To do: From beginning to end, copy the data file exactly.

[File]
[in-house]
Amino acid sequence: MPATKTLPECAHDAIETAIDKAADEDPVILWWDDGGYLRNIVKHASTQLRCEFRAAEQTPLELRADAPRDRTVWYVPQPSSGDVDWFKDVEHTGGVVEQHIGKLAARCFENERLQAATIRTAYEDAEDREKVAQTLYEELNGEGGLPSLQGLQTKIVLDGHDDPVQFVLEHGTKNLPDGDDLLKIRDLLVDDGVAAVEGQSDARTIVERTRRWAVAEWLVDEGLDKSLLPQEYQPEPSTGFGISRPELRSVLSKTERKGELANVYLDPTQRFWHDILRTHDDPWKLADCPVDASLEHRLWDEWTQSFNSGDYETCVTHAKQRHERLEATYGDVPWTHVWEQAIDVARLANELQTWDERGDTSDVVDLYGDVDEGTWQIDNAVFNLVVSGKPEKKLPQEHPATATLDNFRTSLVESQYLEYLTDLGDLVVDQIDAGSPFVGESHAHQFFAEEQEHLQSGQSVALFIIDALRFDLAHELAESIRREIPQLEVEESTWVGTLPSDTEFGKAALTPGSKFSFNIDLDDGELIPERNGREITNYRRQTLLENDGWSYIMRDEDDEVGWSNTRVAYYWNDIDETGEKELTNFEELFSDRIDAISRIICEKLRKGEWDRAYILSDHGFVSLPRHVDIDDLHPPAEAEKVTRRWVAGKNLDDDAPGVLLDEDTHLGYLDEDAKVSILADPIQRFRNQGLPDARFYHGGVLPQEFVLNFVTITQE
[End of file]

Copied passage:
[in-house]
Amino acid sequence: MPATKTLPECAHDAIETAIDKAADEDPVILWWDDGGYLRNIVKHASTQLRCEFRAAEQTPLELRADAPRDRTVWYVPQPSSGDVDWFKDVEHTGGVVEQHIGKLAARCFENERLQAATIRTAYEDAEDREKVAQTLYEELNGEGGLPSLQGLQTKIVLDGHDDPVQFVLEHGTKNLPDGDDLLKIRDLLVDDGVAAVEGQSDARTIVERTRRWAVAEWLVDEGLDKSLLPQEYQPEPSTGFGISRPELRSVLSKTERKGELANVYLDPTQRFWHDILRTHDDPWKLADCPVDASLEHRLWDEWTQSFNSGDYETCVTHAKQRHERLEATYGDVPWTHVWEQAIDVARLANELQTWDERGDTSDVVDLYGDVDEGTWQIDNAVFNLVVSGKPEKKLPQEHPATATLDNFRTSLVESQYLEYLTDLGDLVVDQIDAGSPFVGESHAHQFFAEEQEHLQSGQSVALFIIDALRFDLAHELAESIRREIPQLEVEESTWVGTLPSDTEFGKAALTPGSKFSFNIDLDDGELIPERNGREITNYRRQTLLENDGWSYIMRDEDDEVGWSNTRVAYYWNDIDETGEKELTNFEELFSDRIDAISRIICEKLRKGEWDRAYILSDHGFVSLPRHVDIDDLHPPAEAEKVTRRWVAGKNLDDDAPGVLLDEDTHLGYLDEDAKVSILADPIQRFRNQGLPDARFYHGGVLPQEFVLNFVTITQE